Self-aggrandising photograph in Paris. Image © Maria Turgieva 2018
Yes, posting has been light this year: nothing since May, which is a bit terrible of me. But I deleted one of my social media accounts last month, and hopefully the time that frees up can be better spent making slightly longer and slightly more durable posts here.
There have been a lot of changes this year: the big one is in my work. I’ve had a job since October as a Bye-Fellow in Spanish at Fitzwilliam College, Cambridge (a Bye-Fellow is basically someone who is a part of a college and who does teaching for them on an hourly basis but at a slightly higher than usual rate, but who isn’t a full Fellow with voting rights and a say in how the college is run). This has been fun: I’ve also been teaching a bit of English and Russian for the University as well. I am going to carry on with this for the rest of the academic year, and beyond, if they’ll have me, but I am also going to be starting another job in two weeks’ time, as ADTIS Teaching Officer at the Language Centre in Cambridge University: this is a full-time job that provides teaching for international students on how best to understand and cope with the demands of their courses. I will have to be very organised this year.
As far as writing is concerned, I have not written much, but what I have written has (take my word for it) been true, beautiful, dynamic, relatable etc. The non-writing but book-related highlight was probably a whirlwind trip to a grey and on-edge Paris when the gilets jaunes protests were just getting started to read in Shakespeare & Company. I thought it went well, though what the metrics are for judging this I don’t know: number of thoughtful intakes of breath at the end of a particularly moving passage; quantity and volume of wry chuckles … No one walked out and no one punched me. I also did a couple of events in Cambridge and in London connected to the work of Batyr Berdyev and Annasoltan Kekilova, two poets from Turkmenistan whose work I am translating. These were worthwhile and maybe useful, I think.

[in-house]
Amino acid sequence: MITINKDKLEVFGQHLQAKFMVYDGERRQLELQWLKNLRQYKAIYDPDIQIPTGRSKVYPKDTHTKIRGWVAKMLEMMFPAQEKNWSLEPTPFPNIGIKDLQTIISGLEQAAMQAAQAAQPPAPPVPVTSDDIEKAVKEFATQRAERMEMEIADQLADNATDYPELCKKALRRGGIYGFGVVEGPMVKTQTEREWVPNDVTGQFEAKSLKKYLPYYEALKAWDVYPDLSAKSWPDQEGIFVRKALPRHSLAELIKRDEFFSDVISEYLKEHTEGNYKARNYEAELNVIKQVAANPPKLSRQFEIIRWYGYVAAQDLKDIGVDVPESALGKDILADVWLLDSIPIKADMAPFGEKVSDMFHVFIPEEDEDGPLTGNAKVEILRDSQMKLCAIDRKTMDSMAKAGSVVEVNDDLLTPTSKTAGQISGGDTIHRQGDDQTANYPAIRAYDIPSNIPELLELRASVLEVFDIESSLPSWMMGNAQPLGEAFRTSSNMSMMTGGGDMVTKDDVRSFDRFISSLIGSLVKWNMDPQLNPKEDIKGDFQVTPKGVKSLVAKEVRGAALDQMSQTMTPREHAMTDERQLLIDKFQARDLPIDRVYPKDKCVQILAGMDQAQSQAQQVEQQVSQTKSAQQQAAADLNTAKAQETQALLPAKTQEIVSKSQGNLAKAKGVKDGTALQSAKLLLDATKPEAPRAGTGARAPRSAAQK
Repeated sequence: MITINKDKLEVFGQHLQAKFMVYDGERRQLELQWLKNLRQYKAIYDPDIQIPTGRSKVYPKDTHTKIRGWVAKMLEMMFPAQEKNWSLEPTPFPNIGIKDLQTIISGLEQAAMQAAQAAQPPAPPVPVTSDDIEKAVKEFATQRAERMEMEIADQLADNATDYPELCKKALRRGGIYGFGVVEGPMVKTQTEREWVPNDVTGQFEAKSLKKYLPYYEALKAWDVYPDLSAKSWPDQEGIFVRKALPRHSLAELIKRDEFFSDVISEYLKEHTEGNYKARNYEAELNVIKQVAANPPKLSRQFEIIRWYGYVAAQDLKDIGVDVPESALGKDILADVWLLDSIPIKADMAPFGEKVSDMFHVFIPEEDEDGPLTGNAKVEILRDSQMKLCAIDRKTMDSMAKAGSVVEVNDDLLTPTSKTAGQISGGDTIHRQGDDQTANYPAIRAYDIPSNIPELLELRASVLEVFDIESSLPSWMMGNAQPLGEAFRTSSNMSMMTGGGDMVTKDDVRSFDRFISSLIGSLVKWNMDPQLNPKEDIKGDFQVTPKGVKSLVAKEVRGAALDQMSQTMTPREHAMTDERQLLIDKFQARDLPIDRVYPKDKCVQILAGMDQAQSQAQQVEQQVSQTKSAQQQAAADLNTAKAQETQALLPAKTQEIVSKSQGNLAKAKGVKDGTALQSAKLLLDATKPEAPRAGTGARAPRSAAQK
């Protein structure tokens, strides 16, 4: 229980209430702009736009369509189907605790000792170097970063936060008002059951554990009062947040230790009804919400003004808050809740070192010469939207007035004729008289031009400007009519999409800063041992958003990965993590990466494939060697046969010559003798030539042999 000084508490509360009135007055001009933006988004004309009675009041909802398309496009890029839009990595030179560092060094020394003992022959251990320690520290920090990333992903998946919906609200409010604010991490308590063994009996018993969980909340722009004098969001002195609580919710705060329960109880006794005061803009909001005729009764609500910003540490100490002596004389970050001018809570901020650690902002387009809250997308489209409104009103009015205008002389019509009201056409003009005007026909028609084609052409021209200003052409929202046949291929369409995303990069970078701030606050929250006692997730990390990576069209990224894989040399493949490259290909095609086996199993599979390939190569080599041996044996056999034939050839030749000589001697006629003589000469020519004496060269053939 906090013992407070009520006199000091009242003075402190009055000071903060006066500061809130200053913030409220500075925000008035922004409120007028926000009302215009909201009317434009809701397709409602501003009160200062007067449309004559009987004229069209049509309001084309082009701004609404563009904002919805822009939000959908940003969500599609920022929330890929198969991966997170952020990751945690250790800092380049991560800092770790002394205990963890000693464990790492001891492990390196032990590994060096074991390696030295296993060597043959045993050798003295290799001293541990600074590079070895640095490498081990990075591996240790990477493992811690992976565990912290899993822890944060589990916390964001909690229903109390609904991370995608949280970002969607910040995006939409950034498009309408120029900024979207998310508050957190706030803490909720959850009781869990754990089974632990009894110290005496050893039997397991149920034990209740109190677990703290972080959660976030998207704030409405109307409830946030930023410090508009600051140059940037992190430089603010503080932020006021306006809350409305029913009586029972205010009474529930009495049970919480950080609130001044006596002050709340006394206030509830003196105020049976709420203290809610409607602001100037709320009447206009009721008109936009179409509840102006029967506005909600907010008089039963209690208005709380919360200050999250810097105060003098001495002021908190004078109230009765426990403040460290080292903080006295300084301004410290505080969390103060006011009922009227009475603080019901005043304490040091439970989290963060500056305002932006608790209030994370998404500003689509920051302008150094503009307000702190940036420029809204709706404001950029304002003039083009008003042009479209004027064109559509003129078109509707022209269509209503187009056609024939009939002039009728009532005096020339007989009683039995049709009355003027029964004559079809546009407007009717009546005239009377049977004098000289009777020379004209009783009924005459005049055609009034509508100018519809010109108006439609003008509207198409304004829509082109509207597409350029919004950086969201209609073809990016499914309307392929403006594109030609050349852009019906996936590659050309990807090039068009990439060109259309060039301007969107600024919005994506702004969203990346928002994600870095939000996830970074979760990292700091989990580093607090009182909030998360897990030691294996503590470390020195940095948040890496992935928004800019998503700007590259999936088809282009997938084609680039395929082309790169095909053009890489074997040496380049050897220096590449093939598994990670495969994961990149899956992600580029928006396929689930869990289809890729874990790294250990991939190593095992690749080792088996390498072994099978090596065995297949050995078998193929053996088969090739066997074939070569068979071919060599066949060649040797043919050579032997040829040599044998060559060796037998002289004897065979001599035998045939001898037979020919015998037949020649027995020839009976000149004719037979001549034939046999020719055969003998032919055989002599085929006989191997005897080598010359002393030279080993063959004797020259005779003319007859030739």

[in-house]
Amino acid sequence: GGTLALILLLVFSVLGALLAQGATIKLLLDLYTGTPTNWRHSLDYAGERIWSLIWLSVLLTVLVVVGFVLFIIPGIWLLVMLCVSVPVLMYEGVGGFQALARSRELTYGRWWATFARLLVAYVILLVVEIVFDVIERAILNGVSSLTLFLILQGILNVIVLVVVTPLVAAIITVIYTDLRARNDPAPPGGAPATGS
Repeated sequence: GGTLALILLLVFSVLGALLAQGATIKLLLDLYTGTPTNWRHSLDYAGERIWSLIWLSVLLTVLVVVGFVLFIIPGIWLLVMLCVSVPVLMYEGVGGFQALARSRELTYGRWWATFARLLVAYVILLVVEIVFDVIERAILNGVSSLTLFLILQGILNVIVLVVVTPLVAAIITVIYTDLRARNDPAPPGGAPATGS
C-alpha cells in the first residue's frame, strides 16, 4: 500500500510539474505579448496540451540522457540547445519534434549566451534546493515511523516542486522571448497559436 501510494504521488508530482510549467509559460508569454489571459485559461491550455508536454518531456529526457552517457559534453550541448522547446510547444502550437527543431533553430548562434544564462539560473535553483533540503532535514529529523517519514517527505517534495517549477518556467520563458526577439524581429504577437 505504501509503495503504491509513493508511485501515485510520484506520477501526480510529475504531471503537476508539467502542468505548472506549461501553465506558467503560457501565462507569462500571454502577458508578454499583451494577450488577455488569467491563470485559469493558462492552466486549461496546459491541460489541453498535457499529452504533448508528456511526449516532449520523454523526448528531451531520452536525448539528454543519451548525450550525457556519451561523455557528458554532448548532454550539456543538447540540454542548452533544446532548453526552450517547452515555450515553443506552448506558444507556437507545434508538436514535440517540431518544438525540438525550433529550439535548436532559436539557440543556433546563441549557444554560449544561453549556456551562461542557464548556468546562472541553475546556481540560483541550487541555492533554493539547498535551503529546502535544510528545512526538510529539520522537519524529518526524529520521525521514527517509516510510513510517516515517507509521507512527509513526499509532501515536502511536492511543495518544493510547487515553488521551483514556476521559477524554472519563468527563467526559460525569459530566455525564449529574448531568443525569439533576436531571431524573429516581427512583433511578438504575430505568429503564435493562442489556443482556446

And, death of the planet and of the UK notwithstanding, there are things to look forward to: I’m going to go to Scotland in March for a writing retreat at Hawthornden Castle. One of the reasons I haven’t written much these last few months is that I have a plan for a book-length poem in mind, and am mostly taking notes for it at the moment: hopefully these will all come together when I have a few weeks of dedicated writing time to get my head straight.
The perennial New Year’s resolution. As I said above, I will try to put more of what I do on this platform: not so much because I think anyone out there will necessarily be interested, but it will be a good exercise for me to write in a format that encourages posts of longer than (say) 280 characters.